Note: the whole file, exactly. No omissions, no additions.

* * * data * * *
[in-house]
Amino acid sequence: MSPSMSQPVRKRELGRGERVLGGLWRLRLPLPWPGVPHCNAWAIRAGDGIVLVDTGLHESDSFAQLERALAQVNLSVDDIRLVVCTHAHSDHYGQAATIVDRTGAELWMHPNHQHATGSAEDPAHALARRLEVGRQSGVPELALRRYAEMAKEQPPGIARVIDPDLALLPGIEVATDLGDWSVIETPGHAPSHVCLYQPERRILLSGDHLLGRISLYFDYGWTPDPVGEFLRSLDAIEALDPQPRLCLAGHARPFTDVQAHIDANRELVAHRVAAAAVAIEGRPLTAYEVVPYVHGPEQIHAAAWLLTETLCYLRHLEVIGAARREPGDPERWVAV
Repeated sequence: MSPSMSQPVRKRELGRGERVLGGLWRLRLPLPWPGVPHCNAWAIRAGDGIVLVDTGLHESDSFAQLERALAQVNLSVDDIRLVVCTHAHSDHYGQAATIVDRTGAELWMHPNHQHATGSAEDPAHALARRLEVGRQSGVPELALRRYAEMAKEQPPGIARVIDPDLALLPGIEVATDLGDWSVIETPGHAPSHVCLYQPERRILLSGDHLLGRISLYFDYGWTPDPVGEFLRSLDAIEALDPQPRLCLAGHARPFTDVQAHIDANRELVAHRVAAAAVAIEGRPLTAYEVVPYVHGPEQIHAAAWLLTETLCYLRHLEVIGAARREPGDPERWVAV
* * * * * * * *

[in-house]
Amino acid sequence: MSPSMSQPVRKRELGRGERVLGGLWRLRLPLPWPGVPHCNAWAIRAGDGIVLVDTGLHESDSFAQLERALAQVNLSVDDIRLVVCTHAHSDHYGQAATIVDRTGAELWMHPNHQHATGSAEDPAHALARRLEVGRQSGVPELALRRYAEMAKEQPPGIARVIDPDLALLPGIEVATDLGDWSVIETPGHAPSHVCLYQPERRILLSGDHLLGRISLYFDYGWTPDPVGEFLRSLDAIEALDPQPRLCLAGHARPFTDVQAHIDANRELVAHRVAAAAVAIEGRPLTAYEVVPYVHGPEQIHAAAWLLTETLCYLRHLEVIGAARREPGDPERWVAV
Repeated sequence: MSPSMSQPVRKRELGRGERVLGGLWRLRLPLPWPGVPHCNAWAIRAGDGIVLVDTGLHESDSFAQLERALAQVNLSVDDIRLVVCTHAHSDHYGQAATIVDRTGAELWMHPNHQHATGSAEDPAHALARRLEVGRQSGVPELALRRYAEMAKEQPPGIARVIDPDLALLPGIEVATDLGDWSVIETPGHAPSHVCLYQPERRILLSGDHLLGRISLYFDYGWTPDPVGEFLRSLDAIEALDPQPRLCLAGHARPFTDVQAHIDANRELVAHRVAAAAVAIEGRPLTAYEVVPYVHGPEQIHAAAWLLTETLCYLRHLEVIGAARREPGDPERWVAV